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Ontario Society of Adlerian Psychology

Gemeinschaftsgefuhl ~ Advancing Adlerian Psychology in Ontario Through Social Interest, Sense of Belonging, Community Feeling and Equality

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Social Interest, Does It Matter?

by Charmaine McIntosh | on April 09, 2016

A main concept of the individual psychology of Alfred Adler is ‘Social Interest’ which is innate and developed from early childhood. ‘Gemeinschaftsgefuehl’ is the German word for this concept.  Social interest is about community feeling, social feeling, connecting with others, being interested in and feeling for others, and the willingness to contribute. Adler believed that “true social interest must take the form of some kind of contribution” (Ansbacher and Ansbacher, p. 141). People try to find their place in society and a sense of belonging.  With social interest, we act in a ‘useful’ way in life, we are concerned about the welfare of others, and we work together in a helpful way in society. Without social interest, the individual can become concerned only with him/herself.  Social interest means being able to see with the eyes of another, hear with the ears of another and feel with the heart of another. Do we see social interest in today’s society with the ‘me generation’ and individuals who have a sense of entitlement, spoiled and self absorbed.  According to Dreikurs, “social interest is the expression of our capacity for give and take” (Dreikurs, p. 9).  Social interest DOES matter, and it can hold human beings and society together. What does social interest mean to you?  How is your social interest?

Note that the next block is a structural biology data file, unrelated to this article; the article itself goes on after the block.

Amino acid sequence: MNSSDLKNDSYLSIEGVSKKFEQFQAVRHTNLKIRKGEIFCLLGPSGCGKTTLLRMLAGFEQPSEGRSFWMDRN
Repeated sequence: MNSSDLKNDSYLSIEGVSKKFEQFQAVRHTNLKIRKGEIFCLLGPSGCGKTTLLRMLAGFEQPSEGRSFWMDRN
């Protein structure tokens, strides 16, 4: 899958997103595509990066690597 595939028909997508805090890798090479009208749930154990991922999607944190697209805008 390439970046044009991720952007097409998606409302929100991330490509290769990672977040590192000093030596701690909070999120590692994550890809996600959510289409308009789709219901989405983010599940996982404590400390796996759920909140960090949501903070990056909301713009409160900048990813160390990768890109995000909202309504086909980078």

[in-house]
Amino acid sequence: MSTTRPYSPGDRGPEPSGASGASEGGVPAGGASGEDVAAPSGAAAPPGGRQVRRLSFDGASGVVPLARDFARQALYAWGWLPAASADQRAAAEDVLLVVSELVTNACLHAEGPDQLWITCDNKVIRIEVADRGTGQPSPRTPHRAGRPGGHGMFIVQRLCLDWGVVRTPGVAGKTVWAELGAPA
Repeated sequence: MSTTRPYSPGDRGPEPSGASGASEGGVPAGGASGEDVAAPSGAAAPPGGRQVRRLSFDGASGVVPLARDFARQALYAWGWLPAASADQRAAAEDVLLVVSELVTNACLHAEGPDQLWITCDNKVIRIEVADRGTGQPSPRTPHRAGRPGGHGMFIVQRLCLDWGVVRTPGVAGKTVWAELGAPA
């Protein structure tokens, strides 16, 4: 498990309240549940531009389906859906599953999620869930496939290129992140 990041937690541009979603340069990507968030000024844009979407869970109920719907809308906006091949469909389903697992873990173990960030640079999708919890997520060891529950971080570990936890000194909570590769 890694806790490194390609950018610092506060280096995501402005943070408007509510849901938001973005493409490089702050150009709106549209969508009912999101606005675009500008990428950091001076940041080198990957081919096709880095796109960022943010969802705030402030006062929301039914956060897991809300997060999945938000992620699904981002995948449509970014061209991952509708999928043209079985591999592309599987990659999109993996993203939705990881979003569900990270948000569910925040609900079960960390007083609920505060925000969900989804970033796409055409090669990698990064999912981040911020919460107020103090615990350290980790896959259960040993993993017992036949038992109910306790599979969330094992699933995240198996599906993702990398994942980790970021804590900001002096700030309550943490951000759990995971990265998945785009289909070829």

Social Interest 

     If you are interested in learning more about Adler's social interest, read his book,
     Social Interest: Adler's Key to the Meaning of Life.


Ansbacher, Heinz L. and Ansbacher, Rowena R. (Eds.). (1979). Superiority and social interest, 3rd Revised Edition. New York, NY: W.W. Norton and Company  .

Ansbacher, Heinz L. and Ansbacher, Rowena R. (Eds.). (1956). The individual psychology of Alfred Adler: A systemic presentation in selections from his writings.  New York, NY: Harper and Row Publishers.

Dreikurs, Rudolf R. (1989).  Fundamentals of Adlerian psychology. Chicago, IL: Adler School of Professional Psychology.

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